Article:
Anyhow, I have nothing more to say. I’m naked, ready for bed, and things are liable to get much more entertaining than if I were sitting here tapping out words for you to digest.

Which brings to mind a great saying from one of my favourite writers, Truman Capote: The good thing about masturbation is that you don’t have to get dressed up for it. (And Steff ads: Or make dinner, or wash the sheets, or sleep on the wet spot, or pay the bill, or say the right thing, or laugh at jokes you’ve missed the punchline on, or make sure you’re not caught eyeing some sexy beast across the road, or… or… or…)

My bed no longer beckons. It bellows. So, adieu.

AIDS: Another Rant Against the Bush-League

First off, a big thank you to the cute blonde across the way who keeps wandering around in boxers and no shirt. Love those pecs. Welcome to the neighbourhood, neighbour.

Kindness… With Strings

If you attach conditions to kindness, it doesn’t seem to be so much that it’s humanitarianism you’re after, y’know?

So, it was with great amusement – albeit bitter and pissed amusement – that I took note of the sanctimonious stipulations attached to all the “donations” being made by the Bush administration since 2003 in the name of AIDS assistance throughout the world. This was all shown during the brilliant Frontline “The Age of AIDS” documentary I mentioned in an earlier posting.

When it comes to countries like Uganda and Brazil, they’ve stood face-to-face with some pretty grave dangers posed by the horrific disease, and through understanding the culture and society in their nations, they’ve managed to come up with social programs to stem the rate of infections.

In Uganda, they teach abstinence and faithfulness, but they also implore the public to use condoms. There’s an intense movement towards education, and they’ve managed to go from having one of the highest incidences of AIDS to a much more stable number (and I’m too lazy to grab facts right now). The government was providing copious free condoms for the public to use. This proved extremely effective.

In Brazil, they’re not kidding themselves. It’s a very sexual country. They work hand in hand with the sex trades to try and control the amount of unprotected sex going around, and they push condoms onto the public awareness stage. It’s working. They’ve also created a system by which their citizens are ENTITLED to the drug cocktail known to keep HIV in check (most of the time). They’ve struck deals with pharmaceutical corporations and they have in-nation drug-manufacturing plants that allow them to make drugs for their citizens at a reasonable price. This is not a wealthy nation, but they have their shit together.

The US has attached stipulations to both these nations. In Uganda, the government provision of free condoms for the masses has apparently dropped by 80% since the Bush administration intervened, favouring instead the preaching of abstinence. In Brazil, they were insisting the Brazil government condemn prostitution (as it’s legal there), which prompted the Brazilian government to say, essentially, “Fuck you” to the money so they could maintain their autonomy.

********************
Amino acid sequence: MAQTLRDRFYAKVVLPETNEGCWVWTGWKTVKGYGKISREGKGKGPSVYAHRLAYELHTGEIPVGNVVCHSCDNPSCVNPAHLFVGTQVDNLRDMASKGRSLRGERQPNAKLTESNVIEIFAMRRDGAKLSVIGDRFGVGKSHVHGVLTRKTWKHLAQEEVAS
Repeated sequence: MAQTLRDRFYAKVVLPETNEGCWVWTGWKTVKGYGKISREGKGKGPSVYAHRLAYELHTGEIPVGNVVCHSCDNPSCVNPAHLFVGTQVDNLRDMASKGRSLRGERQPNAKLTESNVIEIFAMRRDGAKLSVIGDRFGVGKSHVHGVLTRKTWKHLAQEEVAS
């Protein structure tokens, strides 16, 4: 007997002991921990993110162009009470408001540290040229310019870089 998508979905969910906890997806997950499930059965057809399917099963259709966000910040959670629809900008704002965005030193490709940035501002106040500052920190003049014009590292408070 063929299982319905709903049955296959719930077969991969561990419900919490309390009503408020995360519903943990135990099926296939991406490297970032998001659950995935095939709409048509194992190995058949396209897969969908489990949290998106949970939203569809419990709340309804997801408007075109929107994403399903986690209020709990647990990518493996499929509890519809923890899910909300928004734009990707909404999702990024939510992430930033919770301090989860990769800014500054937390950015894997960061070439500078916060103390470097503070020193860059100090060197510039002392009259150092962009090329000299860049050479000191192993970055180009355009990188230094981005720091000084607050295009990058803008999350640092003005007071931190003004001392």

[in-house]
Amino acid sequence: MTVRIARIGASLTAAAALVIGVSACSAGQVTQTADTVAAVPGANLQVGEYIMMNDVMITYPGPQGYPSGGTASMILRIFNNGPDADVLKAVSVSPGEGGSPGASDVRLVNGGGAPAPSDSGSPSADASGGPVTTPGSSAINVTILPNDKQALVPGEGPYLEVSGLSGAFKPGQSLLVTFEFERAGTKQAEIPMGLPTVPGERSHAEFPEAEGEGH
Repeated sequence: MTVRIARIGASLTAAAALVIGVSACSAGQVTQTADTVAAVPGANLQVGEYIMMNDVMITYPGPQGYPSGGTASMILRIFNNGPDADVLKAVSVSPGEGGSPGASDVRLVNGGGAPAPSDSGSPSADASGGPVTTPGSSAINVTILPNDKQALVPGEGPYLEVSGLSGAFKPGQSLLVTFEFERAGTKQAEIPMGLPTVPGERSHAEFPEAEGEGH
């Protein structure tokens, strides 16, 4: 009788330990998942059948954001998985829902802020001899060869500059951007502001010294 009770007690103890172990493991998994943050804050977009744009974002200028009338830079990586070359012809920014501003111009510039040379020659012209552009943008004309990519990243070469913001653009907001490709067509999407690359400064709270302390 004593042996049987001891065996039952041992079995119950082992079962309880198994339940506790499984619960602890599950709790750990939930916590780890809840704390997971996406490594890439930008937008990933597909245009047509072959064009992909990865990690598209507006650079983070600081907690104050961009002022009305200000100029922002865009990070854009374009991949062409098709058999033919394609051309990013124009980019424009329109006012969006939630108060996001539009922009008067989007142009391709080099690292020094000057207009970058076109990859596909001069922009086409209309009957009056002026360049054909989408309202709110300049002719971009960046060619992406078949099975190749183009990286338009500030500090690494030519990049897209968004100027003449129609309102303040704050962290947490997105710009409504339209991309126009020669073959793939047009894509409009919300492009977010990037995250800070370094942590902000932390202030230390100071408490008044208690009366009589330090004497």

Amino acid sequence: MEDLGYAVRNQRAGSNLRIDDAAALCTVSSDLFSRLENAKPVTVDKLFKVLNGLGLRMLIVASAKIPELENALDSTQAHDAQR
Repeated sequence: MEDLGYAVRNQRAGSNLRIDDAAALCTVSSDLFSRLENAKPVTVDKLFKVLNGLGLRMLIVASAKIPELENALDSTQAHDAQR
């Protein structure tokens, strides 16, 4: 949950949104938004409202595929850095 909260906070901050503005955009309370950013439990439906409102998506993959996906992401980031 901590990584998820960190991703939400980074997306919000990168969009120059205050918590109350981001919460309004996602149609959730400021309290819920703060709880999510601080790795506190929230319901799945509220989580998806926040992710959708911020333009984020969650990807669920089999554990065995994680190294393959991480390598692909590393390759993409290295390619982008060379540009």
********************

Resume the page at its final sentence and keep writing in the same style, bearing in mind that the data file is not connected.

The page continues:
Brazil’s aggressive approach to controlling AIDS, which includes HIV treatment, massive condom distribution and explicit HIV education, has produced one of the few success stories in the developing world: In the early 1990s experts projected 1.2 million infections in Brazil by 2000, but the interventions cut that number in half.

Read the source here.

As the Brazilian government rep said to the documentary’s producers, “This year it’s prostitutes, and maybe next year it’s homosexuals. Where do you stop?”

That’s a very good question. Where do you stop?

You stop when it’s your moralizing that is limiting the potential for other nations to save the lives of their citizens. You stop when it’s your failure to realize that husbands and wives get AIDS and, thanks to their marriage vows, they should expect to be able express their love in physical terms, and telling them to abstain, and not to use a condom is something that will get you laughed out of most bedrooms. You stop when your vision is so narrow that you’re not even seeing the dangerous ramifications of your moralizing. You stop when the disease has afflicted more than 5 million people in a single year (2005). You stop when the total number of dead now exceeds 25 million in just 25 years. You stop when more than 40 million people are living with it worldwide.

You stop when your sanctimonious beliefs mean you’re being a hypocrite to the very faith you profess to believe in. It’s about saving lives. It’s about letting people live, helping people live, and, if you happen to believe in an afterlife, letting God do the judging at the end of those lives.

You just fucking stop. You help. You do whatever the fuck you can to end the deaths. Because that’s what a good person does. They help in the face of all adversity. They help when they’re called upon. They don’t put conditions on it. They don’t judge those needing help. They just help.

If, in fact, AIDS (as Pat Robertson and his ilk believe) is an epidemic unleashed by God in an effort to punish the immoral, then why has “He” given man the tools to treat it even the least little bit?

I despise hypocrisy. More importantly, I despise the knowledge that 40 million people on this planet will more than likely die from this disease that we seem unable to find a cure for, but that many of them will die far sooner than they need to, and more will contract it than are necessary, all because of to many governments who have been too ashamed to admit they need help, or those who are too fucking sanctimonious to offer help without strings.

The United States wants to be a world leader? Then fucking lead from the trenches, not the pulpits. Get in there and get dirty, and don’t worry how the fuck it looks. Be like Nike, and just do it.

IMPORTANT NOTE: I just read this, and it blows my mind. YOUTH, AGED 15-24, ACCOUNT FOR MORE THAN HALF OF ALL NEW HIV INFECTIONS WORLDWIDE. More than 6,000 are infected daily. Wear condoms, kids! Fuckin’ hell!